It is the foregoing contempt order of the Florida court, entered December 2, 1948, which forms the basis of the plaintiff's second cause of action herein for the arrearages of temporary support in the foregoing sum. In dismissing it our trial court held that the aforesaid order was not a final judgment of the Florida court entitled to constitutional protection as embodying a vested right, because the order was temporary and could be modified or vacated at any time until there was an adjudication of the merits of the cause which had not yet occurred, citing Duss v. Duss, 92 Fla. 1081, 111 So. 382 (Fla. Sup. Ct. 1926) as establishing the controlling Florida law to that effect. Our Appellate Division affirmed on the same ground. In the cited case the appeal by the wife was from an order of the Chancellor relieving
her husband from the payment of accrued temporary alimony and vacating a former interlocutory order requiring him to pay future alimony. As to the former the wife argued that she had acquired a vested right to the accrued temporary alimony and the court was without authority to extinguish her claim. Nevertheless the Florida Supreme Court rejected her contention and held that "* * * the enforcement of an interlocutory order for the payment of temporary alimony in this state, in the absence of intervening and effective appellate jurisdiction, remains so completely within the discretion and control of the court which rendered it that, at least until final decree, it may be annulled or modified, even as to pastdue and unpaid installments, * * *." The court further said: "Such an interlocutory order is not a final judgment for the payment of money, nor one upon which an execution will issue. Neither will it support an action for debt. All proceedings to compel the payment of temporary alimony allowed by the interlocutory order must be taken in the cause in which the order was granted." Cf. Kelly v. Kelly, supra, p. 362.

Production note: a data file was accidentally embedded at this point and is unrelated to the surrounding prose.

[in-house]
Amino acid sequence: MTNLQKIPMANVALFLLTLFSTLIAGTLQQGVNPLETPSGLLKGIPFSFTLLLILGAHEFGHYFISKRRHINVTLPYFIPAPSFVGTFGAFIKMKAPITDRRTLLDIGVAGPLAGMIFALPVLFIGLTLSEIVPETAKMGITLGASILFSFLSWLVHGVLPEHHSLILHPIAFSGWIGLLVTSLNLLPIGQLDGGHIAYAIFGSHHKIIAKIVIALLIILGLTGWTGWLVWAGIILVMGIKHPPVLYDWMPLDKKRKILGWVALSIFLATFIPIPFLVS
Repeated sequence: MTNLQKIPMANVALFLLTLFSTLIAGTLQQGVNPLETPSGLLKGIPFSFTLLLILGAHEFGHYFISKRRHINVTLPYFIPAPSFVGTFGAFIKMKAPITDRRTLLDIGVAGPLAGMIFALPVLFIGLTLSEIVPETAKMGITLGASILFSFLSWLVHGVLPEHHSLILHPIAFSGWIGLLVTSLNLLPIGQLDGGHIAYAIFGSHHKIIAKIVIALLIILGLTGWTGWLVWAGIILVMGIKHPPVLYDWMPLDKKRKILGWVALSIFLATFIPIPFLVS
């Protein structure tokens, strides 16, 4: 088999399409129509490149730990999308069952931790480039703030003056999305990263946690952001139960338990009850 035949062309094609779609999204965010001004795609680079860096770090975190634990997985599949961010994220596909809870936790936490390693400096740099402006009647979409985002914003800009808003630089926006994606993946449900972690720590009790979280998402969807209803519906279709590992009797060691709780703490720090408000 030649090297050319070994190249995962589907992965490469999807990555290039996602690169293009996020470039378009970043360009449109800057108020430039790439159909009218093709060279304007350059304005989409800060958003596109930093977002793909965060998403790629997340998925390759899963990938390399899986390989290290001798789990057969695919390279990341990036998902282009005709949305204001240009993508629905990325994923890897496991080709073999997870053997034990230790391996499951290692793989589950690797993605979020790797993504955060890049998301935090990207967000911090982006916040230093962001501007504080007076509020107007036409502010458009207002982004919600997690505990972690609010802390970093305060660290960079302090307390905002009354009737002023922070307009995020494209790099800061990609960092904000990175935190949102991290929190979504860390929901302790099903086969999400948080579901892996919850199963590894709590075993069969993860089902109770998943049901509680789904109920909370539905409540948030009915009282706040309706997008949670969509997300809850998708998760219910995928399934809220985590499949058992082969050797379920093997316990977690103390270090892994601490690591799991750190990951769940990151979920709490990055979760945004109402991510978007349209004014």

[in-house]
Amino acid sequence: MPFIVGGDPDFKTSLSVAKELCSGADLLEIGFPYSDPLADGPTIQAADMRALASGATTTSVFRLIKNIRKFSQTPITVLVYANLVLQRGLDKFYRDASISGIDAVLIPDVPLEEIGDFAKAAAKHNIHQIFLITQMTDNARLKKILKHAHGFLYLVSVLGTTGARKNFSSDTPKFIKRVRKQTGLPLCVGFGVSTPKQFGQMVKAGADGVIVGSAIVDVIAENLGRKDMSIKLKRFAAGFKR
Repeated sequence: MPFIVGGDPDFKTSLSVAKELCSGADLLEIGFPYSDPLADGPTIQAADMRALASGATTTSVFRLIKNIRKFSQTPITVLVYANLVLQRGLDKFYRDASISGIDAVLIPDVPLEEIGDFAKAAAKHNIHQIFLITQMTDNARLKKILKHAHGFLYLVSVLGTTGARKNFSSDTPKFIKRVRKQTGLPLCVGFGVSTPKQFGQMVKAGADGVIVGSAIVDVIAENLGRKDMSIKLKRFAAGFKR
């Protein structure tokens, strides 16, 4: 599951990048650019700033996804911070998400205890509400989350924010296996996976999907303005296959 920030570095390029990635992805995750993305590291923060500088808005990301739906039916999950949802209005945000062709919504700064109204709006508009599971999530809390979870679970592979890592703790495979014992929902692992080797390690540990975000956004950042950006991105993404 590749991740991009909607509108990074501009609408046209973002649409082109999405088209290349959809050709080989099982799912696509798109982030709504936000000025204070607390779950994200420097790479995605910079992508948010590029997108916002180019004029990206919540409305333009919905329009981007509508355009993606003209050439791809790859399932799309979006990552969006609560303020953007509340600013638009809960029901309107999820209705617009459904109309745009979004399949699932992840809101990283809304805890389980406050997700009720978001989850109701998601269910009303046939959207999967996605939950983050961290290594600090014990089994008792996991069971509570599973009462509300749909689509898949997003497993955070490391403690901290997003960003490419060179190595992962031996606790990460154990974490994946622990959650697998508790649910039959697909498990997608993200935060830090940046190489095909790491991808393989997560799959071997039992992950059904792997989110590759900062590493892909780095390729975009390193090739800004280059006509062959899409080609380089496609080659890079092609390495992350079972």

Plaintiff, while acknowledging the controlling force of the Duss case as of the time it was decided (1926), nevertheless, insists that the law of Florida, as thus pronounced, has been changed by a statute enacted in 1935. This statute (F.S.A. sec. 65.15) provides as follows:
"Whenever any husband and wife, heretofore, or hereafter shall have entered into any agreement providing for the payments for, or in lieu of, separate support, maintenance or alimony * * * or whenever any husband has pursuant to the decree of any court of competent jurisdiction been required to make to his wife any such payments, and the circumstances of the parties or the financial ability of the husband shall have been changed since * * * the rendition of such decree, either party may apply * * * for an order and judgment decreasing or increasing the amount of such separate support, maintenance or alimony, and the court * * * shall make such order and judgment as ...